"Do you know how to find a hidden treasure?  Do you know how far your house is from the candy store?  Do you know the way to your favorite ride at the amusement park?  It's easy!  Join the friends below and follow that map!"  This book teaches kids all about maps in a fun and interactive way.  Terms such as legend, compass rose, landmarks, and symbols are introduced.  There are also sections on understanding a globe and creating your own map.  A convenient index of map terms is also included.

Curriculum Connections

A great introductory level book, this could be used to introduce the concepts of maps.  Once introduced, the students could create their own maps.

It would teach them how to demonstrate map skills by constructing simple maps, using title, map legend, and compass rose. (SOL 2.6 ).  The book would be most appropriate for grade levels 2-3.

Additional Resources

This teacher’s site has many great ideas for class activities about maps.  Even contains a video on reading maps for the students to watch!

This activity page allows students to decorate their own compass rose as well as complete the direction labels.

This video clip shows teachers some ideas for teaching kids about map skills.

This site contains learning activities directly related to the book, provided by publisher.

Title: Follow that Map! A First Book of Mapping Skills

Author: Scot Ritchie


Publication Date: 2009

Pages: 32

Grade Range: 2-3

ISBN: 978-155453-274- 2


Teaching Geography with Children’s Literature: The Patchwork Path


The Patchwork Path is written by Bettye Stround and illustrated by Erin Susanna Bennett.  The story is told by Hannah, a ten year old girl, who is a slave on a Georgia plantation.  When the story begins, Hannah’s sister has been sold to another plantation and soon after that, her mother passes away.  Before her mother died she taught Hannah how to make a special quilt.  Each section of the quilt has a special meaning and gives directions to run to freedom.  There is a code that goes along with the quilt to remember what each section means.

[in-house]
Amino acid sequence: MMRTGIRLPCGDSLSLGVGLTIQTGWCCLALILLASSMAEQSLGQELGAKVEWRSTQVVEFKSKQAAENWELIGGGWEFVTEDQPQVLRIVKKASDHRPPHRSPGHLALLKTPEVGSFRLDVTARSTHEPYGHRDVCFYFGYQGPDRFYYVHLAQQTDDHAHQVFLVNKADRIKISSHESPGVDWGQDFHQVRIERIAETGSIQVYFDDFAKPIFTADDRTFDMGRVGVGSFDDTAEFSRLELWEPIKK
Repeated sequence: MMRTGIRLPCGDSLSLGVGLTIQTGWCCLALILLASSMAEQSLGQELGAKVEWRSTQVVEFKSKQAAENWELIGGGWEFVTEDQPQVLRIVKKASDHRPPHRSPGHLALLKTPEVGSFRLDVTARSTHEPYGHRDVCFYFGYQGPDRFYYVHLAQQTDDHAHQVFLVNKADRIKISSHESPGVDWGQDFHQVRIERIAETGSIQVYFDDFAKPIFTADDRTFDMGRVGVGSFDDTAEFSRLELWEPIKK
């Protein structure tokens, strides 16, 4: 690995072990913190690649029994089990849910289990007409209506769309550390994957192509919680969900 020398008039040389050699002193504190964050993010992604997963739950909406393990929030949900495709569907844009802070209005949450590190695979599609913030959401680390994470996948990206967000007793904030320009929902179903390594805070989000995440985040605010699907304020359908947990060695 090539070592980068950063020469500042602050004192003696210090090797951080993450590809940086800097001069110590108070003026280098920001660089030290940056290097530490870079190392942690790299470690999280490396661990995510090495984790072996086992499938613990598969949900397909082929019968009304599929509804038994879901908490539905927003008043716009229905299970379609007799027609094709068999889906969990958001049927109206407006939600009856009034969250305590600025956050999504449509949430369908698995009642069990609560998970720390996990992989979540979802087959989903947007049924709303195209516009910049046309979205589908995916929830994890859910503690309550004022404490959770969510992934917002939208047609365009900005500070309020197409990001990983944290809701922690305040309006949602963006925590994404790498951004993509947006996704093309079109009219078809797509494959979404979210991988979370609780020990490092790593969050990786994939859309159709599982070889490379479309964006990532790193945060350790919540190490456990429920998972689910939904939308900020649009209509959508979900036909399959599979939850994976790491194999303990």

The monkey wrench
turns the wagon wheel
toward Canada on the bear’s paw trail to the crossroads.
Once they got to the crossroads,
they dug a log cabin on the ground.
Shoofly told them to dress up in cotton
and satin bow ties and go to the cathedral church, get married, and exchange double rings.
Flying geese stay on
the drunkard’s path and
follow the stars.

The monkey wrench is the quilt itself.  One day in spring Hannah’s papa has her air out the quilt and that signals to the other slaves that they will be escaping tonight. The wagon wheel is Hannah’s papa because he is the wagon driver for the plantation so he knows all the roads, streams, and woods and knows where to hide while they are escaping.  Hannah and her papa escape that night and run through the woods until they get to a church where they hide under the floor boards until it is safe for them to come out again.  The next day they see a flock of geese flying North and they know they must follow the geese to get to freedom.  On their journey they find bear paw marks and that leads them to a safe cave to sleep in for the night.  They always walked in a zigzag pattern like a drunkard’s path because it would be harder for the Master’s dogs to catch their scent.  The Shoofly pattern on the quilt reminded them that if anyone ever came after them they should scatter like flies and then meet up at the spot that they were separated.  After a long journey Hannah and her papa finally make it to Lake Erie where they drew a log cabin in the sand to signal that they needed help to cross the lake into Canada.  That night a free black man found their sign and brought them new clothes.  The new clothes made Hannah and her papa look like they were already free and headed to church.  That night they board a boat for Canada and sail into freedom.  During their first winter of freedom Hannah makes a new quilt with scraps of their old slave clothing, sections of their other quilt, and new fabric too.  Hannah leaves one section blank so that when her sister Mary is reunited with them, they can finish the quilt together.